SHERIDAN — Wearing multiple hats and filling a variety of roles is part of staff culture for small high schools.
Jennifer Betz has served as a 7-12 grade social studies teacher for Arvada-Clearmont High School and will add athletic director and dean of students to her list of responsibilities. Betz said she will have a full class scheduled next year, teaching seven class periods.
Betz has a passion for athletics and coached junior high basketball on and off since college.
Right now, Betz scheduled two hours each day for her administrative responsibilities although she said she knows that might not be enough time to complete everything. The athletic director role also requires working weekends and evenings supervising events.
“Jennifer [Betz] will definitely have a lot on her plate, but she is very capable to do it and we will support her like previous athletic directors in the past,” said Charles Auzqui, Sheridan County School District 3 superintendent.
Regardless of school size, an athletic director is a big job, Auzqui said.
Betz faces an initial challenge of entering new positions and learning time management.
Finding the balance between completing teaching tasks and athletic director responsibilities is something Tongue River High School social studies teacher and athletic director Steven Hanson is figuring out. Two years into his administrative role, Hanson may think he is ahead but will soon find a long to-do list waiting for him.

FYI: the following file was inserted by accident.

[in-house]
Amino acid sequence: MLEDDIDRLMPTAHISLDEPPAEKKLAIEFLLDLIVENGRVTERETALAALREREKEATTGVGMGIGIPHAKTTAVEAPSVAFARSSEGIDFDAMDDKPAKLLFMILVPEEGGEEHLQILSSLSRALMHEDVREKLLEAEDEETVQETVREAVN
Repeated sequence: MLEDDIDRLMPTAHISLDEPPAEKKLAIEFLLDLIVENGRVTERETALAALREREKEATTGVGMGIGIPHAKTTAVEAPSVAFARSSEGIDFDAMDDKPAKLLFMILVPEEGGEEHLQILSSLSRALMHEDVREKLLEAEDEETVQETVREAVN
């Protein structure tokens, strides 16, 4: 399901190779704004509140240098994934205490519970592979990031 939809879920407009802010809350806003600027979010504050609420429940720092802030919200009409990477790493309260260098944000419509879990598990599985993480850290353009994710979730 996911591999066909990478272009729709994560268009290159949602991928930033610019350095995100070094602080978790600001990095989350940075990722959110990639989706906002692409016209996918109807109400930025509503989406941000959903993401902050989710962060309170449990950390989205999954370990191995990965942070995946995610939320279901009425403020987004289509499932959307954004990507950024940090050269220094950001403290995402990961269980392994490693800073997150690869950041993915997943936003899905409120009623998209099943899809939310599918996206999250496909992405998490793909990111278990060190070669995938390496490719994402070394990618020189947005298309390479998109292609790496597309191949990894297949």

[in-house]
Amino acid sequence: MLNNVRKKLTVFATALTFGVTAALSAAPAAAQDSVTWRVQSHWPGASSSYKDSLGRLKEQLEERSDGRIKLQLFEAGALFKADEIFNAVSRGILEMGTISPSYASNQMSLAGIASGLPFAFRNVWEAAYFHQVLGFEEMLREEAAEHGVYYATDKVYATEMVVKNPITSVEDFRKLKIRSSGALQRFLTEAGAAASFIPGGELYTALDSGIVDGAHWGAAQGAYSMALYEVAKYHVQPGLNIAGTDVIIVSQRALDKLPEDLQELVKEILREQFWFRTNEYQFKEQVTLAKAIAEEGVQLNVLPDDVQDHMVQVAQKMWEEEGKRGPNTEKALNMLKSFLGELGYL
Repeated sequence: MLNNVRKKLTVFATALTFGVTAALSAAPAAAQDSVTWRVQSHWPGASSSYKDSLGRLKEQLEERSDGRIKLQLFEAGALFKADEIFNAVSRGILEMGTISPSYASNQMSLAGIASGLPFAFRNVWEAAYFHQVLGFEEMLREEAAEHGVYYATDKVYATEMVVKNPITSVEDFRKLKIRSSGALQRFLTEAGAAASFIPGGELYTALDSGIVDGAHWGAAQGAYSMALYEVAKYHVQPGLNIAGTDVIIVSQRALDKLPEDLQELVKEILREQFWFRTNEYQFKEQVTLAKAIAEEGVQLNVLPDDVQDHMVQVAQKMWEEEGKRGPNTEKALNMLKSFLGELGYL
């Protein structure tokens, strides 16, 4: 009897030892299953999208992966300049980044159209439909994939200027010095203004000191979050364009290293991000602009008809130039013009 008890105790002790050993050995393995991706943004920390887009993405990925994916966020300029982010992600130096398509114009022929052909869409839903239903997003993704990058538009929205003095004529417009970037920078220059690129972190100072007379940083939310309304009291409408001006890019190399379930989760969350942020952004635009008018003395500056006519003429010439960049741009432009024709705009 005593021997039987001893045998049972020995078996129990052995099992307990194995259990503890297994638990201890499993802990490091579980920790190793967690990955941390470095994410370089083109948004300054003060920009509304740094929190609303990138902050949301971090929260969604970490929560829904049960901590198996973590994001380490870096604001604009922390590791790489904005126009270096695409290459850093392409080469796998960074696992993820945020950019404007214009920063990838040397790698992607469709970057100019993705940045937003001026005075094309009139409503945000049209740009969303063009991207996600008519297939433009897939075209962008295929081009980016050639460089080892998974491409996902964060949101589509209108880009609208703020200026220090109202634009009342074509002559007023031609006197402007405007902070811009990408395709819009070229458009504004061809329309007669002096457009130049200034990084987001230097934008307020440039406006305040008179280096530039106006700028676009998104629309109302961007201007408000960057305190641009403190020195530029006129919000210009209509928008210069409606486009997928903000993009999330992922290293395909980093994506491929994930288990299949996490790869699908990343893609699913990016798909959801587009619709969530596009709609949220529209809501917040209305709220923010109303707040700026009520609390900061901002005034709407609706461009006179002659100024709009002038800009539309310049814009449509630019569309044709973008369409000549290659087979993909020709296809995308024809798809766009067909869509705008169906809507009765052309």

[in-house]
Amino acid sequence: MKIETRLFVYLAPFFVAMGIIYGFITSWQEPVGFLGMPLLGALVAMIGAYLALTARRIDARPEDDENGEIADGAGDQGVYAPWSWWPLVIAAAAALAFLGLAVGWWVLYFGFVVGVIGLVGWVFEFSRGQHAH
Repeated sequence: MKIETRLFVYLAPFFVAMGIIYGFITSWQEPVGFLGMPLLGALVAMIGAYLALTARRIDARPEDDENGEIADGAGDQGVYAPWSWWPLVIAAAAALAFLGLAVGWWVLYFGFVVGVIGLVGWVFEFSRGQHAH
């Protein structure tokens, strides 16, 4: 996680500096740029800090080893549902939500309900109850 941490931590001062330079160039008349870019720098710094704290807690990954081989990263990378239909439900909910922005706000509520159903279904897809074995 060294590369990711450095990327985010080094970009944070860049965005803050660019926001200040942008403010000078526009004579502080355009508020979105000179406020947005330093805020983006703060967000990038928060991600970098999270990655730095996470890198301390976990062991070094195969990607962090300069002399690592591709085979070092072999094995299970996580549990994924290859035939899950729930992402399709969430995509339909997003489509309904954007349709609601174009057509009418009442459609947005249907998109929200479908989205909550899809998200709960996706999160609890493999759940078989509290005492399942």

It is hard to fully understand the responsibilities of an athletic director until you directly work with one, Hanson said. There is a lot of learning on the job and figuring it out as you go.
Betz knows she must set athletic schedules for the 2021-2022 season a year in advance. Schedules may need adjustments depending on what happens with the pandemic. A large number of coaching positions need to be filled, including head and assistant coaches for volleyball, girls basketball and track.
Sarah Walker resigned from her multiple coaching positions and Mike Sauers resigned from his role as an assistant coach for volleyball and both basketball teams this year.
Betz said knowing the community and having previous relationships with students and parents after 18 years of teaching at ACHS will allow an easy transition into her position.
Betz said the teacher-led culture at ACHS will help with her dean of students role because teachers do a good job of handling daily student concerns such as tardies and absences. She will focus on larger student concerns, building relationships with the students throughout the school and maintaining high expectations.
The positions opened up at a good time for Betz, who just earned a masters in education leadership, gaining the certification needed to take on administrative roles at ACHS. Moving into leadership positions is a career path Betz thought about, considering principal or curriculum director at first, but the new roles provide an opportunity for her to start her career as an administrator.